'Teenage Mutant Ninja Turtles' 
The Teenage Mutant Ninja Turtles have returned, possibly signaling the moment when ’90s nostalgia hits the mainstream. There’s a problem with nostalgia, though. Fond memories tend to make things seem better than they were. Unless you’re an unapologetic Ninja Turtles nut, all this new reboot offers is definitive proof that some franchises should never be revived.
This Michael Bay-ified edition of ‘Ninja Turtles’ plays out pretty much exactly as you’d expect. Megan Fox plays April O’Neil, a news reporter (who looks like she might sideline as a porn star) obsessed with breaking out of her strict regimen of frothy news stories by covering the dastardly deeds of evil ninjas ravaging New York (even though no one else seems to notice or care). Along with her wise-cracking cameraman Will Arnett, April discovers four folks fighting back against the evil Foot Clan and their blade-packing leader Shredder. Shockingly, these four warriors are massive mutant turtles.
So far, it’s pretty much the movie that came out in 1990. The only real difference this time is that the turtles are brought to life by state of the art motion-capture technology that is somehow less believable than the rubber puppet suits the Jim Henson Workshop whipped up over twenty years ago. Plus, the film has a little ‘Amazing Spider-Man’-style needless augmentation to the back story, which now suggests that April’s scientist parents were involved with creating the Heroes in a Half Shell. Why? Who knows and who cares? It’s just a needless expansion in an attempt to make a goofy story seems dark and meaningful (which doesn’t work, by the way).
Michael Bay is only an executive producer on the movie, so it’s unfair to attribute all the blame to his blackened heart. However, his touchstones are all over it, from weirdly sexualized humor in a children’s movie to a climax that involves a bunch of CGI stuff smashing into other CGI stuff so that it can explode. At the same time, this probably would have been a better movie had Michael Bay directed. Say what you will about his artistic bankruptcy, but the guy at least has style and flair. The actual director Jonathan Liebesman (‘Battle: Los Angeles’), on the other hand, seems to have no sense of style, pacing or visual orientation whatsoever. His vision of blockbuster action cinema is one of murky lighting, shaky cameras, and such needlessly rapid-fire editing that you can barely ever see what’s happening. Toss in cheap post-converted 3D and you’ve got an action movie in which you can barely see the action. Not exactly ideal.
Acting-wise, Megan Fox does her thing, which isn’t bad yet is far from great. Will Arnett desperately tries to make the horrible jokes in the script work but rarely succeeds. William Fichtner is probably the best part of the movie as the villain, but given that he neither plays Shedder nor Krang, that’s not what the kids will want to see. Tony Shalhoub is moderately amusing as Splinter, while the actors voicing the turtles are universally indistinct. (Whoever thought it was a good idea to hire Johnny Knoxville to voice Leonardo needs to be medicated, because it’s incomprehensible miscasting.) Everyone else is bland and forgettable, which I suppose is appropriate given that this is a big stupid movie about talking turtles who fight crime and eat pizza. Complaints could be made about the predictable plotting and shameless Pizza Hut product placement, but what’s the point? If you didn’t see that coming then you probably haven’t heard of the Ninja Turtles.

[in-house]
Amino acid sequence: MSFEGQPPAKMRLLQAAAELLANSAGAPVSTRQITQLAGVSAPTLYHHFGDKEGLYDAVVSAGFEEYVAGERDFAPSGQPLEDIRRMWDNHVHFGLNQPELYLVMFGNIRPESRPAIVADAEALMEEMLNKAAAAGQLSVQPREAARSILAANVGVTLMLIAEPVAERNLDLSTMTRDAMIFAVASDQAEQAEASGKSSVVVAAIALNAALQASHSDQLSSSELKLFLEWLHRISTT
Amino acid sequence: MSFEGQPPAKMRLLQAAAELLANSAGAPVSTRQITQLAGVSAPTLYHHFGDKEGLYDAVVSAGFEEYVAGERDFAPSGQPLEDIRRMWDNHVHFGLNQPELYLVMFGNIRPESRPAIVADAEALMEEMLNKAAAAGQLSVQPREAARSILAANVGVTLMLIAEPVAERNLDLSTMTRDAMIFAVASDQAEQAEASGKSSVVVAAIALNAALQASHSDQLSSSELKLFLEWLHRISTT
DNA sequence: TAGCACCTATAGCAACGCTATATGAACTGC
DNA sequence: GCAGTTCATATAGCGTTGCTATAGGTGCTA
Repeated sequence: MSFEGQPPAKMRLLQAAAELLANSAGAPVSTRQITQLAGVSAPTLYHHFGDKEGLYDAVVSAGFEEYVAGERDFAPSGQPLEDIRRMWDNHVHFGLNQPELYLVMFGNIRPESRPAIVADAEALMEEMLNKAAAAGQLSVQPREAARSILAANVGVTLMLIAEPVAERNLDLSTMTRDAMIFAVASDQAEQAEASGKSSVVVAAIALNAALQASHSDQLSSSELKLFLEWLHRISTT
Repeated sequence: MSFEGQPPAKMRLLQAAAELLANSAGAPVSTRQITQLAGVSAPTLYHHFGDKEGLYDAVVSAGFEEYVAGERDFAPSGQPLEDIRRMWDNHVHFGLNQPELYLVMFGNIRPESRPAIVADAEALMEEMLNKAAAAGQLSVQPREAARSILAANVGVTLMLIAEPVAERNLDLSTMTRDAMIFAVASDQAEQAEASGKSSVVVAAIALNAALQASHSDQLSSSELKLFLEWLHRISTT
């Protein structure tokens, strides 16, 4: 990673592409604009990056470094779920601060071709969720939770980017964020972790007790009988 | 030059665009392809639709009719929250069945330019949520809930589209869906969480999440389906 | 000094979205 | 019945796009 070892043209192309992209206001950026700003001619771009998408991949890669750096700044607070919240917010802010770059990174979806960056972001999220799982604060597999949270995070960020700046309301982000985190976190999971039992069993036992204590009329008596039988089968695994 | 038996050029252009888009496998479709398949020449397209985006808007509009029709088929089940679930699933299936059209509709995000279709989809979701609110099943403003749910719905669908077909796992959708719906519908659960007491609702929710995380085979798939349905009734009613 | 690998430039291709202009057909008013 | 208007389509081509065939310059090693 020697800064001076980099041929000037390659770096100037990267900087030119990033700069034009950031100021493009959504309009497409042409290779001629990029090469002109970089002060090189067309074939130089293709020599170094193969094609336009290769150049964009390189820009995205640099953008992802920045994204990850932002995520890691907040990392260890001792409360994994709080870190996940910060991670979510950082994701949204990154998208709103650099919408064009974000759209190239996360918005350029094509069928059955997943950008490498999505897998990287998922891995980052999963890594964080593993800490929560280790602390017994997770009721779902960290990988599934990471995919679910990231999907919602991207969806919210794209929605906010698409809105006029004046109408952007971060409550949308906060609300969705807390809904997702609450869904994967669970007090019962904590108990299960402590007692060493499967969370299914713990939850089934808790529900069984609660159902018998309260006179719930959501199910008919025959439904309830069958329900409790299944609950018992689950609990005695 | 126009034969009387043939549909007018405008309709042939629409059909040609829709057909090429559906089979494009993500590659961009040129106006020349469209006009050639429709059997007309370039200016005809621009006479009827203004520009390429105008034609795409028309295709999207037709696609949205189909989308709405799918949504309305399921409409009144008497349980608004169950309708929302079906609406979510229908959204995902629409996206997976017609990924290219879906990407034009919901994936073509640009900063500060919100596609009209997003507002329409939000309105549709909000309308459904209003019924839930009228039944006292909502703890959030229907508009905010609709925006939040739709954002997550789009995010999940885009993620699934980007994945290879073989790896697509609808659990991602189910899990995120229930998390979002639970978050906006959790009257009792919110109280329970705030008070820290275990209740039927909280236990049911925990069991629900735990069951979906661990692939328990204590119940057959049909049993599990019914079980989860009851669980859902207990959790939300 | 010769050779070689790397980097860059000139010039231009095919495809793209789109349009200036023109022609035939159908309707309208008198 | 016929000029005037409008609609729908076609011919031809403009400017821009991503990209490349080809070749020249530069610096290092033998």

The new ‘Ninja Turtles’ movie is a big dumb mess and a textbook example of lazy blockbuster filmmaking. Of course, that doesn’t mean the target audience won’t enjoy it. I was 6 at the height of Turtle mania, as was absolutely obsessed with the cartoon, toys, videogames and everything else. I still have a certain level of nostalgia for the Ninja Turtles because they played such a large role in my childhood, but if I try to watch any of the old movies or TV shows now, I feel embarrassed. After the weird underground books that parodied gritty comic book excess, the entire franchise transitioned to one manufactured by toy companies and pizza chains.
The Ninja Turtles have never been art and rarely even clever pop culture. That didn’t matter to me when I was a kid because they were friggin’ ninja turtles so I loved them without question. There’s a good chance that kids today might feel the same way, and an even better chance that anyone who can’t see past nostalgia when viewing old ‘Ninja Turtles’ nonsense through adult eyes will dig the movie as well. That doesn’t make it right, but it will at least explain things if this stupid movie turns out to be a hit.